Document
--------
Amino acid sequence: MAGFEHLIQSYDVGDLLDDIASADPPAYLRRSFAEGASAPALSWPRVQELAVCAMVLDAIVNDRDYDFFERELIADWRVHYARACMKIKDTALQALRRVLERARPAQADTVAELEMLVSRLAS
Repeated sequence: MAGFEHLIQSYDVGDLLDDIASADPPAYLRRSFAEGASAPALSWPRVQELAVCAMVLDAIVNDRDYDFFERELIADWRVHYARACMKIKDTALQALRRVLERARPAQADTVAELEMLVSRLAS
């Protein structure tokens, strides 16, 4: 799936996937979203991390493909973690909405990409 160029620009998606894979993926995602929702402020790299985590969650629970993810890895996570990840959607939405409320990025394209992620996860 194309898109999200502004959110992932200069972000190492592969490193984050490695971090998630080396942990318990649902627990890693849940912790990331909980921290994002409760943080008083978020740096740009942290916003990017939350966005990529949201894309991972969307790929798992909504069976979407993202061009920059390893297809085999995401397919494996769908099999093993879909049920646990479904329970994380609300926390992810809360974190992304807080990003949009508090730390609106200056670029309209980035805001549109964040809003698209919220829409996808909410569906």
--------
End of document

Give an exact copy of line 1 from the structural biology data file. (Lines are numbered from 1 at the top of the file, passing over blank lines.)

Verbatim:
Amino acid sequence: MAGFEHLIQSYDVGDLLDDIASADPPAYLRRSFAEGASAPALSWPRVQELAVCAMVLDAIVNDRDYDFFERELIADWRVHYARACMKIKDTALQALRRVLERARPAQADTVAELEMLVSRLAS